Review by Vanass on June 29, 2020.
Progressive metal has earned the reputation of being unnecessarily complex and only appealing to socially awkward hipsters who seem to be passionate about showing off their superior musical taste. Although a number of such accusations cannot be denied, we have to admit that titans like Enslaved and Opeth come from the same progressive primordial mud. By having this in mind, I decided to listen to this album by Polish newcomers Rigor Samsa.
The album begins exactly as I expected and as I felt that it should. An acoustic intro, played in a slow medium tempo, accompanied by clean vocals, immediately creates a certain atmosphere and presents what is surely the strongest feature of this album, the vocals. In the vocal repertoire of the quite talented singer the predominant option are still the clean vocals, although the first track slowly evolves and becomes heavier and heavier. At the very aggressive end, the vocals turn into real screaming that fits the music in terms of range and general volume. Unfortunately, the instrumental performance does not reach the same level of quality as the vocals. From the first seconds it becomes clear that this whole album is strongly inspired by acts such as Tool and Deftones, especially in the heavier parts. If you consider that the majority of the riffs don't stand out and personally I wasn't emotionally affected by a single one of them, I have to describe them as completely mediocre. The decent technical execution and overall complexity would dictate that they didn't do anything wrong, but not a single riff passed the line of merely being tolerable.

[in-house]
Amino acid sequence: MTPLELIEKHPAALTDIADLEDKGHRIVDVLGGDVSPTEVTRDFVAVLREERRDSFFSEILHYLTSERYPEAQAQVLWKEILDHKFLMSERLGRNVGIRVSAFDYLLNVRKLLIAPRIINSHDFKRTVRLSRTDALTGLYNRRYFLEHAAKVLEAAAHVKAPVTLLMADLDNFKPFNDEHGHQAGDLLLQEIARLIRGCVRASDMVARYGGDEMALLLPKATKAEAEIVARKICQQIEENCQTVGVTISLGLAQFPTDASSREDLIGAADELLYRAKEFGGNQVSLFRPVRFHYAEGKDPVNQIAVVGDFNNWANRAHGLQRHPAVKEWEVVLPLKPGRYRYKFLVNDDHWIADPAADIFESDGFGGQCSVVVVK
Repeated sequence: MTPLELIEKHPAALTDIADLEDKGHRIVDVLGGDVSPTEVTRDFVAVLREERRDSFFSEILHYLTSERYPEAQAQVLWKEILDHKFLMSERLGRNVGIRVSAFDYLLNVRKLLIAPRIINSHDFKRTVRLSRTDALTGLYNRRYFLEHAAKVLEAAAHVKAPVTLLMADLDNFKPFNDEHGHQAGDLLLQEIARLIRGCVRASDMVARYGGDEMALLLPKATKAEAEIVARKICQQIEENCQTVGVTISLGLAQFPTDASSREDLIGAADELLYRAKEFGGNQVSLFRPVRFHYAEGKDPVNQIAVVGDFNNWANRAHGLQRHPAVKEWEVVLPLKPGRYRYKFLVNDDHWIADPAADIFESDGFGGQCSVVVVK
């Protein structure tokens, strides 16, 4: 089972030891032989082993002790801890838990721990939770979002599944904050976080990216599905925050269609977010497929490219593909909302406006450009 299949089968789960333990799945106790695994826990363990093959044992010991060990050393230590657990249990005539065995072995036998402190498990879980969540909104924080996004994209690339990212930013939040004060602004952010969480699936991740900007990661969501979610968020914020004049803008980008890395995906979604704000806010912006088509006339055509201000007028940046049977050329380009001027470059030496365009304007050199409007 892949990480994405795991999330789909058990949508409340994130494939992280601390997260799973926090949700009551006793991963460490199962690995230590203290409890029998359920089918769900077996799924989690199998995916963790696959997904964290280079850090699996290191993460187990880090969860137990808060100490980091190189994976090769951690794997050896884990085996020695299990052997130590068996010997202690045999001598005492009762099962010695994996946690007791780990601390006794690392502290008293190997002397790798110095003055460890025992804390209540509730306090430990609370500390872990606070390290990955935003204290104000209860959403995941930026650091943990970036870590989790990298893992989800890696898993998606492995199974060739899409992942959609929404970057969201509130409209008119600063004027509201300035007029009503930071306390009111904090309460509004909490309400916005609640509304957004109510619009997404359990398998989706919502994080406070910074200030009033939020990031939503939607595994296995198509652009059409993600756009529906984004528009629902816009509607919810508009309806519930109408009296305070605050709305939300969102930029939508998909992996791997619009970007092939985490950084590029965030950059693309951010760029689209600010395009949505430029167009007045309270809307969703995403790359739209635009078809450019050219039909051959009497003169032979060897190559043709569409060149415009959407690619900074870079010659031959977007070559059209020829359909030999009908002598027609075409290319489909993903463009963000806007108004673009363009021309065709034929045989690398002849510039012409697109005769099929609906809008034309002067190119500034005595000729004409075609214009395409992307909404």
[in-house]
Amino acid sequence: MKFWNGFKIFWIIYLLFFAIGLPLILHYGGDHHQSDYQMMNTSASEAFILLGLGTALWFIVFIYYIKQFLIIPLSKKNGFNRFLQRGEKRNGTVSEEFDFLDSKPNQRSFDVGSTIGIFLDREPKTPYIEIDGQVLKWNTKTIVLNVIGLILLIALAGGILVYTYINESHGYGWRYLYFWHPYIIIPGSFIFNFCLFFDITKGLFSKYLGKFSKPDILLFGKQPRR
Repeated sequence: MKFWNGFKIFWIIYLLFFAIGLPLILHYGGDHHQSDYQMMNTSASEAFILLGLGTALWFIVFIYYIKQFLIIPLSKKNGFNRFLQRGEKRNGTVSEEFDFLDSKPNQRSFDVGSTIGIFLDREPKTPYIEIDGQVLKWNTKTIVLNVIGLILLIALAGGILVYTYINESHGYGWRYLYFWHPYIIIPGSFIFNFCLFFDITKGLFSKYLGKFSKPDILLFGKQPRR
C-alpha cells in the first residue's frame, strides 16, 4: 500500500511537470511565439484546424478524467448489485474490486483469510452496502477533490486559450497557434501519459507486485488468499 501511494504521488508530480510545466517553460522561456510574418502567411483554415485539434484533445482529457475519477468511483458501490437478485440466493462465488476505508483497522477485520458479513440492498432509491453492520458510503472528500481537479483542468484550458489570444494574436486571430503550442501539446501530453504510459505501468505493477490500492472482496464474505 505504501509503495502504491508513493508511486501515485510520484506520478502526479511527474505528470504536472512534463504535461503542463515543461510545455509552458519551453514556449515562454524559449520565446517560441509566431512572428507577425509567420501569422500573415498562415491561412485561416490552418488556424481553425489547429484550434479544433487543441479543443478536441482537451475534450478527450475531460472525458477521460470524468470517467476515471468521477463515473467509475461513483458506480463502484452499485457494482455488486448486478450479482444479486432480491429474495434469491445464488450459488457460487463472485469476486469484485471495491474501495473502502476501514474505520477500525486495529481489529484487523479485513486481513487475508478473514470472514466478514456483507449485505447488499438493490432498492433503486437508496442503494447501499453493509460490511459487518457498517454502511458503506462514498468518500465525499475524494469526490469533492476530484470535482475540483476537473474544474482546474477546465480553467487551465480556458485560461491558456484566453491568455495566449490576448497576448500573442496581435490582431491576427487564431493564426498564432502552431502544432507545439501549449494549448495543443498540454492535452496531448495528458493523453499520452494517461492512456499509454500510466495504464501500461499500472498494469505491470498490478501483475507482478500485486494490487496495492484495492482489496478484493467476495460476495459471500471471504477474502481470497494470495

As for drumming, I must say that it is terribly unspectacular. Despite the fact that the guitars and vocals are produced very cleanly and basically every single note is distinguishable, the drums are hardly noticeable. I wouldn't refrain from calling it the shyest drumming I've ever heard, because it's hardly audible and is strongly pushed into the background by the guitars. There are no patterns to find fascinating or playful tempos that could give the songs more dynamics. In general, the drumming lacks energy, and in this particular context it is definitely below average.
Not everything is that bad, because the singing occasionally provides the necessary energy. By using the obscure and partly grotesque sound samples on the filter tracks a quite threatening atmosphere is created, but these two factors could compensate the mediocrity of the riffing and the bad drum sound solely in the dream of a person suffering from a hallucinogenic psychosis.
In summary, Cataract is definitely not a recommendable release with the probably most characteristic feature being the mediocrity.
Rating: 4.5 out of 1057